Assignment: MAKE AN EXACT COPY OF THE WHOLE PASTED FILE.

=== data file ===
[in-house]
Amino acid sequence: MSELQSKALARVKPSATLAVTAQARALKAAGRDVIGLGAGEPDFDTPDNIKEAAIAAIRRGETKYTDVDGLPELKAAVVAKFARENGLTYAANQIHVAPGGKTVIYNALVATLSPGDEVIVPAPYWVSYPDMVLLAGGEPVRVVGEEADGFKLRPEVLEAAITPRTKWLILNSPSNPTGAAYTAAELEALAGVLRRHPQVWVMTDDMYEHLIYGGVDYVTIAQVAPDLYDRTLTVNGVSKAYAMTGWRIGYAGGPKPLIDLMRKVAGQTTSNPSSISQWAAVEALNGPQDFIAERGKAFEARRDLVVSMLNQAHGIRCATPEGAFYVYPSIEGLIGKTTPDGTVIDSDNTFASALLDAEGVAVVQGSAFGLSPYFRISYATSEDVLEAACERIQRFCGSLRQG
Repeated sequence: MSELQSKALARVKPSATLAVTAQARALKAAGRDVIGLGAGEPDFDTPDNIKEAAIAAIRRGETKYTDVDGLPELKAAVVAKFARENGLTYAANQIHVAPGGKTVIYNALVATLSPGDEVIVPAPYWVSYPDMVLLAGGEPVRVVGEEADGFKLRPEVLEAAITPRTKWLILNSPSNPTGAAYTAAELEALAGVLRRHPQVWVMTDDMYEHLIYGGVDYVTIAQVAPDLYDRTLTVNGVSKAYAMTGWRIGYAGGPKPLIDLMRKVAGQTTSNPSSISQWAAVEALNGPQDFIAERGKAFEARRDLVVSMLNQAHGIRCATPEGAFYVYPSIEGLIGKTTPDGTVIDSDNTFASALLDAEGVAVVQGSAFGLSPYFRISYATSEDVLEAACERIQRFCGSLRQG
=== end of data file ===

[in-house]
Amino acid sequence: MSELQSKALARVKPSATLAVTAQARALKAAGRDVIGLGAGEPDFDTPDNIKEAAIAAIRRGETKYTDVDGLPELKAAVVAKFARENGLTYAANQIHVAPGGKTVIYNALVATLSPGDEVIVPAPYWVSYPDMVLLAGGEPVRVVGEEADGFKLRPEVLEAAITPRTKWLILNSPSNPTGAAYTAAELEALAGVLRRHPQVWVMTDDMYEHLIYGGVDYVTIAQVAPDLYDRTLTVNGVSKAYAMTGWRIGYAGGPKPLIDLMRKVAGQTTSNPSSISQWAAVEALNGPQDFIAERGKAFEARRDLVVSMLNQAHGIRCATPEGAFYVYPSIEGLIGKTTPDGTVIDSDNTFASALLDAEGVAVVQGSAFGLSPYFRISYATSEDVLEAACERIQRFCGSLRQG
Repeated sequence: MSELQSKALARVKPSATLAVTAQARALKAAGRDVIGLGAGEPDFDTPDNIKEAAIAAIRRGETKYTDVDGLPELKAAVVAKFARENGLTYAANQIHVAPGGKTVIYNALVATLSPGDEVIVPAPYWVSYPDMVLLAGGEPVRVVGEEADGFKLRPEVLEAAITPRTKWLILNSPSNPTGAAYTAAELEALAGVLRRHPQVWVMTDDMYEHLIYGGVDYVTIAQVAPDLYDRTLTVNGVSKAYAMTGWRIGYAGGPKPLIDLMRKVAGQTTSNPSSISQWAAVEALNGPQDFIAERGKAFEARRDLVVSMLNQAHGIRCATPEGAFYVYPSIEGLIGKTTPDGTVIDSDNTFASALLDAEGVAVVQGSAFGLSPYFRISYATSEDVLEAACERIQRFCGSLRQG